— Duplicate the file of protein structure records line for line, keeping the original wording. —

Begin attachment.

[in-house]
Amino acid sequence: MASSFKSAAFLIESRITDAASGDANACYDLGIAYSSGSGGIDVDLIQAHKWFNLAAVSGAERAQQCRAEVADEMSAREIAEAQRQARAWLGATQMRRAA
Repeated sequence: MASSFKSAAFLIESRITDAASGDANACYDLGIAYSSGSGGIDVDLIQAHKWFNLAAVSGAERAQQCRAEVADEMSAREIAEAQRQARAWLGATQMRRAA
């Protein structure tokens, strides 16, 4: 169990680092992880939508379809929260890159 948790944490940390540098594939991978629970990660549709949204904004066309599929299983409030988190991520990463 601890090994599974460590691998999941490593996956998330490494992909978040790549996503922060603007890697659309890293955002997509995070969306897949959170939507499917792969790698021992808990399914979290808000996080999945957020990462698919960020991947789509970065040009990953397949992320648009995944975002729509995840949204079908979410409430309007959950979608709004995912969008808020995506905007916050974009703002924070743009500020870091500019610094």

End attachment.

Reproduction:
[in-house]
Amino acid sequence: MASSFKSAAFLIESRITDAASGDANACYDLGIAYSSGSGGIDVDLIQAHKWFNLAAVSGAERAQQCRAEVADEMSAREIAEAQRQARAWLGATQMRRAA
Repeated sequence: MASSFKSAAFLIESRITDAASGDANACYDLGIAYSSGSGGIDVDLIQAHKWFNLAAVSGAERAQQCRAEVADEMSAREIAEAQRQARAWLGATQMRRAA
């Protein structure tokens, strides 16, 4: 169990680092992880939508379809929260890159 948790944490940390540098594939991978629970990660549709949204904004066309599929299983409030988190991520990463 601890090994599974460590691998999941490593996956998330490494992909978040790549996503922060603007890697659309890293955002997509995070969306897949959170939507499917792969790698021992808990399914979290808000996080999945957020990462698919960020991947789509970065040009990953397949992320648009995944975002729509995840949204079908979410409430309007959950979608709004995912969008808020995506905007916050974009703002924070743009500020870091500019610094």